The ideal solution is to have both Levine and Sinopoli-they have different strengths. The Levine has a better Waldemar (by far), but in all other respects I would give the nod to this set-but these are hairbreadth preferences.
If you are considering purchasing this set, I can say that there is no finer performance than this one, and any deficiencies are more than offset by the glories of the performance and recording. A truly magnificent recording of a masterpiece.
5 Stars plus. Stewart Crowe.
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1 of 1 people found the following review helpful
4.0 out of 5 stars Spoiling the ship...the dolorous audit, 10 Mar 2012
Ralph Moore "Ralph operaphile" (Bishop's Stortford, UK) - See all my reviews
This review is from: Schoenberg: Gurrelieder (Audio CD)
So, I've licked my pencil and printed off my checklist - here goes:

Passionate conducting marshalling vast forces skilfully in the person of Sinopoli: tick; a resplendent-voiced Tove with gleaming top notes and a breathless, girlish sensuality that cuts through the thick orchestral textures - that's Deborah Voigt: tick; a first-rate orchestra entirely at home in Wagnerian excess and exuding class - that's the Dresdeners: tick; all the advantages of a live performance without any of the usual attendant inconveniences such as coughers, superbly recorded: tick; a Wood Dove with trenchant low notes, plaintive and plangent of voice which is redolent of the deepest melancholy and possessing a ringing top - that's the young Jennifer Larmore to a T: tick; a tenor with the heft and beauty of tone to suggest a flawed hero enslaved by an illicit passion...Thomas Moser, aaaargh! His brawny, bleaty blare is a humongous blot on an otherwise glorious recording and is wholly responsible for my subtracting a star from this 1995 live performance which would otherwise rival that of James Levine in Munich. Levine also offers us the divine Voigt in finest form but trumps Sinopoli with the finest heroic tenor of the last generation before Jonas Kaufmann in the person of Ben Heppner, delivering the performance of a lifetime as the dazed and baffled Waldemar, who spits his rage and despair in the face of God.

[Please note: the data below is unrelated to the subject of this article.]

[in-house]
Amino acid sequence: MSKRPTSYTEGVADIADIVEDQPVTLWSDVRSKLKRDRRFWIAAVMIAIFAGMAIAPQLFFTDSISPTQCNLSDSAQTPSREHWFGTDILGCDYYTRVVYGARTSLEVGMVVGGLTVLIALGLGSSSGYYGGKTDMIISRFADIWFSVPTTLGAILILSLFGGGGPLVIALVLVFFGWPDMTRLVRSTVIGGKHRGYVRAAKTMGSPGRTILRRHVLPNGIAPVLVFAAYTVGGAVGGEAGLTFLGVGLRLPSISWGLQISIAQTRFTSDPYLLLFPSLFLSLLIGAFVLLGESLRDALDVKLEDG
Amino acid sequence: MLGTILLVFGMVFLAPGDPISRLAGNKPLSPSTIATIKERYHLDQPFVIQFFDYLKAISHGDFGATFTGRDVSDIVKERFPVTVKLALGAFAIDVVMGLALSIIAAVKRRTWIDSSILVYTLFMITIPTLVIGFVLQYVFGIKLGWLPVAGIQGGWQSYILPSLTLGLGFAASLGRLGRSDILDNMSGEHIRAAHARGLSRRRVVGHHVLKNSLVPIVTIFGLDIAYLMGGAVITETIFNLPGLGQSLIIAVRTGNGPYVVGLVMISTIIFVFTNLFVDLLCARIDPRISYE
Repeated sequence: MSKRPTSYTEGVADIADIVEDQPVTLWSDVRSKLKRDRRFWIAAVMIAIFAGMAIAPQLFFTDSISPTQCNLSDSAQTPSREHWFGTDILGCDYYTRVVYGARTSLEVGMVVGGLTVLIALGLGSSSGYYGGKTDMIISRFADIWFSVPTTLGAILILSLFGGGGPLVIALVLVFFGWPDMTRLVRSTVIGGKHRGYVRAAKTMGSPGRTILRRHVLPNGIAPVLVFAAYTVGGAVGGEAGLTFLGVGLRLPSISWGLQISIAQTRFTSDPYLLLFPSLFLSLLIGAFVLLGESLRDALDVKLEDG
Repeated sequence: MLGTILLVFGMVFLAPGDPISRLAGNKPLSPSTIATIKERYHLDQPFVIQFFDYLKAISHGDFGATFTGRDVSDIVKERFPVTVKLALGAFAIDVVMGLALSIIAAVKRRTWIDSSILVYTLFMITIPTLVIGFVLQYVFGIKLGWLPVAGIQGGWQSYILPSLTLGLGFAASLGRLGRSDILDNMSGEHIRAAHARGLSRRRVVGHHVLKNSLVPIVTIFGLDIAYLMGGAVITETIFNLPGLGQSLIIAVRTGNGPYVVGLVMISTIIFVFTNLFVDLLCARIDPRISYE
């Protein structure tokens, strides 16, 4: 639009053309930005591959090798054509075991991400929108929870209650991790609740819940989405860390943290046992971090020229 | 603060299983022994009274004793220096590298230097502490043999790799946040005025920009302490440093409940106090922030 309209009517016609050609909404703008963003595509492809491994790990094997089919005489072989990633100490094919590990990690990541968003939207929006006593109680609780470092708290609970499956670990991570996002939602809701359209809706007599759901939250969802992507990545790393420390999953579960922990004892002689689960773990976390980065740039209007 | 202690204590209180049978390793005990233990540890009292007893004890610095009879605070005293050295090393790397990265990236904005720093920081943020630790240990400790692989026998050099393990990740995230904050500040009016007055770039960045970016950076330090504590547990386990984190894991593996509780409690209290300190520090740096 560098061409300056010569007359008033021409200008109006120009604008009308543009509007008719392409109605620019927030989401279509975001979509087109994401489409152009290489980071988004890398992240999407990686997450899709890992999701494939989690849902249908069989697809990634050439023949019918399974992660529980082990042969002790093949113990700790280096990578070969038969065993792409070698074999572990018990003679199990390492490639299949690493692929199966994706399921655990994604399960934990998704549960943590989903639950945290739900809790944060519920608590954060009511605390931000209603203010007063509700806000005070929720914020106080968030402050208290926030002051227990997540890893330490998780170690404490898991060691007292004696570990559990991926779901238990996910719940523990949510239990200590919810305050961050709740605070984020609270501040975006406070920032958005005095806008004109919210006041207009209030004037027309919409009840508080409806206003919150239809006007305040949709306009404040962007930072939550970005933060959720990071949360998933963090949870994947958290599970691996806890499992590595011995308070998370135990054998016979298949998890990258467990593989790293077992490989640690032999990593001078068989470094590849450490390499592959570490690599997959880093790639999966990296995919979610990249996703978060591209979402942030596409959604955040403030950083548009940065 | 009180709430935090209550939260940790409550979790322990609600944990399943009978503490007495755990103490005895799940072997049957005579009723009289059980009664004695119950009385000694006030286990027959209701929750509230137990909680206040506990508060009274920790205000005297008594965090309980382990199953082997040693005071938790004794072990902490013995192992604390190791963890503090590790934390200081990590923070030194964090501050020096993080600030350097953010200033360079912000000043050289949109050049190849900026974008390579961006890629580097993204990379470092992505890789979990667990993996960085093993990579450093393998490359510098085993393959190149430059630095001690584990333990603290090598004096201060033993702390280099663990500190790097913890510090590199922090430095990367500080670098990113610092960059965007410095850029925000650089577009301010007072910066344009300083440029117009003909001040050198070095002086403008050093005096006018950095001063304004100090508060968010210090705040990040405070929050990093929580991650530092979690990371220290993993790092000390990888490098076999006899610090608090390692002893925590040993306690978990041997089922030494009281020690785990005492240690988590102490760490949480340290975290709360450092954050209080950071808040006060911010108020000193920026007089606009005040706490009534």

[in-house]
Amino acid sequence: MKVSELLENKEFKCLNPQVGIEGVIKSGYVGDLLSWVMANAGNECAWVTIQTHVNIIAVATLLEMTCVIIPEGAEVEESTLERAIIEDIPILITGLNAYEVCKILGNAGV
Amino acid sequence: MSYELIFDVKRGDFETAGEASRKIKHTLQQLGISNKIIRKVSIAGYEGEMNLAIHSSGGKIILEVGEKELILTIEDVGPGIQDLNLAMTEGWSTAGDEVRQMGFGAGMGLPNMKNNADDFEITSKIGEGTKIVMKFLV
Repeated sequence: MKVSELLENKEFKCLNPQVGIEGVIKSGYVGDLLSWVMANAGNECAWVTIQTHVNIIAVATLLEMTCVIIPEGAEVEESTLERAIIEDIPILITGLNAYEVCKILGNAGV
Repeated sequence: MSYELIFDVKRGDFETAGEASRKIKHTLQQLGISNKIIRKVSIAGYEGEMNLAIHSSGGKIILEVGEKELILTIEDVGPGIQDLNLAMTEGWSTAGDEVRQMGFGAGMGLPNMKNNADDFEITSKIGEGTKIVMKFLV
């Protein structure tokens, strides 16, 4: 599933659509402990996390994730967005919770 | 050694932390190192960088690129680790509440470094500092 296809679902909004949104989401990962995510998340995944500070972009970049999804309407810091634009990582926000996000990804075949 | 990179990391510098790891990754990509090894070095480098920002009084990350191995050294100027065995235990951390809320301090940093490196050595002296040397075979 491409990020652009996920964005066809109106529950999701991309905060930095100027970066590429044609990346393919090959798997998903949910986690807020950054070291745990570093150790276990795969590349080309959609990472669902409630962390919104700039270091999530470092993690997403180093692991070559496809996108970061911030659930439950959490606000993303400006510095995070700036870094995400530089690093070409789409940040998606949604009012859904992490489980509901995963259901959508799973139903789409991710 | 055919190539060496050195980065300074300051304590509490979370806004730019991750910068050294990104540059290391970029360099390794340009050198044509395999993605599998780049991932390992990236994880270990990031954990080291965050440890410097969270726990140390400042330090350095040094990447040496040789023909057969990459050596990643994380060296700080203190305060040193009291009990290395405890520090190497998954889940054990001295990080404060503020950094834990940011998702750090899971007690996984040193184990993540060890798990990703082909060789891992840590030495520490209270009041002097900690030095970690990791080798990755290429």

Because, unlike Tristan and Isolde, the lovers never duet, perhaps proleptically hinting at the doomed nature of their liaison, you cannot even listen to Moser's baritonal barking and be simultaneously distracted by Voigt's crystalline tones - and he has more to sing than anyone, so I have no choice other than regretfully to signal that blot on an otherwise glorious account; try that last pagan splurge, "The Wild Hunt of the Summer Wind" for goose bumps. But Moser - please, why?
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3 of 12 people found the following review helpful
4.0 out of 5 stars Wagner revisted, 27 Oct 2003
By A Customer
This review is from: Schoenberg: Gurrelieder (Audio CD)
For wagner fans who like to draw truths of our existence from mythical sources this is a must have CD. Schoenberg is in a musically palatable mood (he has not quite gone atonal yet). The scale of the piece is awe-inspiring with huge orchestral and choral scoring. Music shows superb inventiveness and power, but is clearly drawing on Wagnerian heritage... to great effect. Highly recommended.
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Schoenberg: Gurrelieder
Schoenberg: Gurrelieder by Arnold Schoenberg (Audio CD - 1996)